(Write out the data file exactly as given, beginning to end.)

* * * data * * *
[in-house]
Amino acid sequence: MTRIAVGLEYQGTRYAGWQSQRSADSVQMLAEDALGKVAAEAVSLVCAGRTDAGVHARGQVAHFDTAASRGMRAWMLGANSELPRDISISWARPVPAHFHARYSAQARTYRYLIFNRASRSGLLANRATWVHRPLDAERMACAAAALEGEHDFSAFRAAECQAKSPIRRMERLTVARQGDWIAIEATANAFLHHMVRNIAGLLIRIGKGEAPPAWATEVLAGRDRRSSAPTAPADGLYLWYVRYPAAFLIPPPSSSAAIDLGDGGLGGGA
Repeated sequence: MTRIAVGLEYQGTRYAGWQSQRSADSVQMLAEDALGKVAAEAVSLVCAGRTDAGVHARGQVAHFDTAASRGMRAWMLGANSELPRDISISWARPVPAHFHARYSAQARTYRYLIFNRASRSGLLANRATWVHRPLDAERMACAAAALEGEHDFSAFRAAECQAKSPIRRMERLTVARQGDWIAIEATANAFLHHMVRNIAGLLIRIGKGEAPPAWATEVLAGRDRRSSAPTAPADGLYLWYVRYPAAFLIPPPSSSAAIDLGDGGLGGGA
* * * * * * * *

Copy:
[in-house]
Amino acid sequence: MTRIAVGLEYQGTRYAGWQSQRSADSVQMLAEDALGKVAAEAVSLVCAGRTDAGVHARGQVAHFDTAASRGMRAWMLGANSELPRDISISWARPVPAHFHARYSAQARTYRYLIFNRASRSGLLANRATWVHRPLDAERMACAAAALEGEHDFSAFRAAECQAKSPIRRMERLTVARQGDWIAIEATANAFLHHMVRNIAGLLIRIGKGEAPPAWATEVLAGRDRRSSAPTAPADGLYLWYVRYPAAFLIPPPSSSAAIDLGDGGLGGGA
Repeated sequence: MTRIAVGLEYQGTRYAGWQSQRSADSVQMLAEDALGKVAAEAVSLVCAGRTDAGVHARGQVAHFDTAASRGMRAWMLGANSELPRDISISWARPVPAHFHARYSAQARTYRYLIFNRASRSGLLANRATWVHRPLDAERMACAAAALEGEHDFSAFRAAECQAKSPIRRMERLTVARQGDWIAIEATANAFLHHMVRNIAGLLIRIGKGEAPPAWATEVLAGRDRRSSAPTAPADGLYLWYVRYPAAFLIPPPSSSAAIDLGDGGLGGGA